Over a stretch of a rutted back country road, driving over watery ice, the car, moving under 30 mph, catapults forward on its own accord.
It hits a snow burn, flips over, trapping us upside down in five foot of snow. We’re twenty miles from home and twenty miles from Colville. It’s around eleven in the morning. We’ve seen a car in the ditch, so we’re slowing way down to see if someone might need help.
We’re on our way to Ellensburg where Bud is to be a featured speaker. Suddenly the car explodes as if shot from a cannon, speeding off the road into the trees. Inside the car, the greenish-gray air is deathly still.
In a calm voice, my husband asks, “Are you hurt? Can you release your seat belt? Can you open the door?” I’m fine. He appears so, too.
I stretch to retrieve my bent eyeglasses and notice puddles of snow at my feet. No windows appear broken. How did all this snow get in? I am fascinated with sight of a passenger airbag. It’s about two inches thick. A large metal book rack has flown from the backseat and lays between us. My husband is stuffed behind the steering trying to get to his cell phone. No service.
“I’m thinking,” he says. It’s unusually quiet. Suddenly, there comes a hard sound, like someone hitting the top the car. “Is anyone in there?” Bud asks, “Who are you?” “UPS,” says the driver, who shovels tiny paths to the car and doors can open. We clamber out. “Can’t give you a ride; against the rules,” he says and rushes off.
We stand at the highway. Bud takes a photo of the car. Jan Fisher drives by, stops to ask, “What can I do to help?” We answer, “Call a tow truck, please.” We know on this very icy day that even the most experienced of drivers are encountering similar conditions, that we must somehow get to Ellensburg and that so many may need a tow that we’ll be waiting here for hours.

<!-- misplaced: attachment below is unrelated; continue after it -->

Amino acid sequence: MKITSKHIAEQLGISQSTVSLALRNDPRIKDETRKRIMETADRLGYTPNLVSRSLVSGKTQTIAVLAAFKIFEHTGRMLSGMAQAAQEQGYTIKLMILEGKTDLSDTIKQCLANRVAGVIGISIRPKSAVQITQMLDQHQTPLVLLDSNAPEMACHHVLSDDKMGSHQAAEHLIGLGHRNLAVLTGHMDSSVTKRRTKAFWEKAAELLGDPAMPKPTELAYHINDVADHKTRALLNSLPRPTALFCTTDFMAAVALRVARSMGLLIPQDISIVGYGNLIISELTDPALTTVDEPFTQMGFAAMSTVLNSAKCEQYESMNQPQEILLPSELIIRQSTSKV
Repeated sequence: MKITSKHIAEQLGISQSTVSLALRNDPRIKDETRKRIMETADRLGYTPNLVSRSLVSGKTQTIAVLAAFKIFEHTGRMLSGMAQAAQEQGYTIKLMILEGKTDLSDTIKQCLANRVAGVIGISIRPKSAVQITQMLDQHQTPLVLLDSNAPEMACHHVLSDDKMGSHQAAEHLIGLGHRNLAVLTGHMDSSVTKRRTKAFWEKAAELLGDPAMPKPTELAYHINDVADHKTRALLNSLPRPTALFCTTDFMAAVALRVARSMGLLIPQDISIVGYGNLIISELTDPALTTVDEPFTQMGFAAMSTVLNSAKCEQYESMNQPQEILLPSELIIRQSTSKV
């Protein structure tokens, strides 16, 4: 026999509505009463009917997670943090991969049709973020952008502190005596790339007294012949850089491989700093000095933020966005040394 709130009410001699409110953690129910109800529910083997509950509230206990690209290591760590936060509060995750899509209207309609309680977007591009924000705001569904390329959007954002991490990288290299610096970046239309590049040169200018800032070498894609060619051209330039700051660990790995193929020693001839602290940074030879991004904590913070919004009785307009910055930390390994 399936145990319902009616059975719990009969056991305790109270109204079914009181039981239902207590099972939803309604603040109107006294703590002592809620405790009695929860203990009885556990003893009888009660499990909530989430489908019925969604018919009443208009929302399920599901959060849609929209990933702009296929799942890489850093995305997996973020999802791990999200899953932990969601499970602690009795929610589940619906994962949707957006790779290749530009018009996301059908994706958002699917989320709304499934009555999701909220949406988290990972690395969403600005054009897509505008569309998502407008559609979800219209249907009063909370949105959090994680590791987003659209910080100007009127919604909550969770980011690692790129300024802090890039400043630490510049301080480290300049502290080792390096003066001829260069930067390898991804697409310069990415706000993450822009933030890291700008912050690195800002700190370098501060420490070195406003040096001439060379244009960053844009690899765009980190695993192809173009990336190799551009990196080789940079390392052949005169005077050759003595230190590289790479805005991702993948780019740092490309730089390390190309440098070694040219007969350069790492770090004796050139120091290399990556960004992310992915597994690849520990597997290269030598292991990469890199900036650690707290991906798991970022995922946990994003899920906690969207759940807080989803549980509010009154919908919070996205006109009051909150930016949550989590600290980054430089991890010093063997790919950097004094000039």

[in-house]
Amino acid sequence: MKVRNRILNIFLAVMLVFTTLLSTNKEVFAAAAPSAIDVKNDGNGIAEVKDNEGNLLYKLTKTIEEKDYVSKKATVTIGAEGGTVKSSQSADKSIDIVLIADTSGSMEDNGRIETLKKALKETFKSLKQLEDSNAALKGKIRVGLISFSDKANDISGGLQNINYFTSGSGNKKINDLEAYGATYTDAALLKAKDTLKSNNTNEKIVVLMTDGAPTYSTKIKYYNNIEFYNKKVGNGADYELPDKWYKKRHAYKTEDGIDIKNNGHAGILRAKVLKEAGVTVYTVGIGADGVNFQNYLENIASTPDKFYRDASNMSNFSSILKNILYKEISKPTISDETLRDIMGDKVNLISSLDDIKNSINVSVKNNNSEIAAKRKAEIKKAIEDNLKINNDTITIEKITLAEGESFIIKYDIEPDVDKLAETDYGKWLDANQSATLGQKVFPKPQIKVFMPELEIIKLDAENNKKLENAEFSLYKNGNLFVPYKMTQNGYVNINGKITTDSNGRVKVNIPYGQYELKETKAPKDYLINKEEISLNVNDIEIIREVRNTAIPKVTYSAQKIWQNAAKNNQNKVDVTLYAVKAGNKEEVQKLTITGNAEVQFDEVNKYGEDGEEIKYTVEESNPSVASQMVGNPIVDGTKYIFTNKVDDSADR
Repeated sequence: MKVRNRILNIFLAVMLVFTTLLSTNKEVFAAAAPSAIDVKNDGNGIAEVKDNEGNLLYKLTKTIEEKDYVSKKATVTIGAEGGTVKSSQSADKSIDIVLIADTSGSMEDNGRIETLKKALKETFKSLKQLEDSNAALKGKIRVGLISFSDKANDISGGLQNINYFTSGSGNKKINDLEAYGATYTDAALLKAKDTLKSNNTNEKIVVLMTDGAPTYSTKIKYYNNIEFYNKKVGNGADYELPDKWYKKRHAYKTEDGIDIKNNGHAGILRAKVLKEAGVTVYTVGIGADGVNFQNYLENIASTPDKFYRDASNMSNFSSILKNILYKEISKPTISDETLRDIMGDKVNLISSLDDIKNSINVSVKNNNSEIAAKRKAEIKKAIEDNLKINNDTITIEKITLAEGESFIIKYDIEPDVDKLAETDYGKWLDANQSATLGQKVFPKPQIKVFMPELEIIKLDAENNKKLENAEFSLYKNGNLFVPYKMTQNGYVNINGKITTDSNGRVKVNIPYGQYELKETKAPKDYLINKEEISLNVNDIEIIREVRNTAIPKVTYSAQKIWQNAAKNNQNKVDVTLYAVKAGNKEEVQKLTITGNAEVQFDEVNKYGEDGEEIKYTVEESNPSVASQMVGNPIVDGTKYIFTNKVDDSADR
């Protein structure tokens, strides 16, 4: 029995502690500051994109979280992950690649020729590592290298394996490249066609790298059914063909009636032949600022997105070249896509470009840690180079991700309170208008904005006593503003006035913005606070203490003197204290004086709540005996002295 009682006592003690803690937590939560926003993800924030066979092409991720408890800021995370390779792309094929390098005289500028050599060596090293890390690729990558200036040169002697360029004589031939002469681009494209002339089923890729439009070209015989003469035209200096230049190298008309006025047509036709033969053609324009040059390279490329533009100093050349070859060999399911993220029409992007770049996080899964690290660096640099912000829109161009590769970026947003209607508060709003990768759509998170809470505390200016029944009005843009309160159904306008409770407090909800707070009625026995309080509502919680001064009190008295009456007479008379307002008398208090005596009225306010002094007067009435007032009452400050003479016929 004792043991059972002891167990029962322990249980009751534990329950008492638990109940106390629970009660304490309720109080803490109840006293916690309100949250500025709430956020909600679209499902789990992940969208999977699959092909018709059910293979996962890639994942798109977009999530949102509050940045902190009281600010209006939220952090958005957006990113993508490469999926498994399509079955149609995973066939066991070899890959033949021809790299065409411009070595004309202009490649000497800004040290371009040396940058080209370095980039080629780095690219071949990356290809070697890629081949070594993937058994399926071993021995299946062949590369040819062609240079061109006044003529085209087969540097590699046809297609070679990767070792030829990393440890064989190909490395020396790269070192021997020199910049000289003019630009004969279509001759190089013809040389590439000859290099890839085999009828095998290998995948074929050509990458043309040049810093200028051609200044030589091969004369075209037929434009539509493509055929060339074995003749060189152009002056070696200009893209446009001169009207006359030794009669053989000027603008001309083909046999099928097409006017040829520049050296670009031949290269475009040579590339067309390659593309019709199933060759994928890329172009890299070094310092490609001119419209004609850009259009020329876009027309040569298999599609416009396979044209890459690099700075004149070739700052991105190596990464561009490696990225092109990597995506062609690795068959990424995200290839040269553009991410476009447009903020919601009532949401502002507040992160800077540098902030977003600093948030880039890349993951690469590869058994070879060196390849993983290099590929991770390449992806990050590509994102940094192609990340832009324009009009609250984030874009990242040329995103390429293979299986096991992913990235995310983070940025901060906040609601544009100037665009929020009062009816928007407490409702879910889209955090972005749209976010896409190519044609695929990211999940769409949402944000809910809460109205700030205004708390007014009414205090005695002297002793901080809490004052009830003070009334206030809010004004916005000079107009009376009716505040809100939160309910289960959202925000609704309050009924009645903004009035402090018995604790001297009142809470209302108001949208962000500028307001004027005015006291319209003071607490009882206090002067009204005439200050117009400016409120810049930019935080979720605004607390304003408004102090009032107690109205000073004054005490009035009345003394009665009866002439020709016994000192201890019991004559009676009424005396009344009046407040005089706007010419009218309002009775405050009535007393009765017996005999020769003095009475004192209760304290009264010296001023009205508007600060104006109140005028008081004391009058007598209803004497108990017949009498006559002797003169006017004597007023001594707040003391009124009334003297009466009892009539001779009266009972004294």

After her, Bud’s fire chief, Mark Smith, and his wife, Siena, stop. “We’ve been slipping and sliding, too, on our way to the airport to pick up kids, but let’s see if the neighbors are home.” They take us across the road to Jan and Gordie who welcome us to their ranch, fix coffee and let us use the phone.
Capt. Andy Harbolt is now at their door. “As soon as I check the condition of the four other drivers up the road, I’ll be back to ask dispatch to check the status on that tow truck.”
Barry St. John, a fellow fire fighter from District Ten, arrives. “I’m here to help any way I can. I’ll stay with you, do whatever is needed.”
By five o’clock we’re on the way to Ellensburg in a rental car, all made possible by Barry and so many other fine neighbors. It’s the way of the West, where neighbors pitch in to help.
In all the years we’ve driven this road to town, we’ve been cautious to watch for deer or other animals, but, after this event, we’ll be especially alert in the winter for the places in the road which get little sun. It’s a small price to pay to live in the mountains. As the saying goes, when you’re lucky to live in the mountains, you’re lucky enough.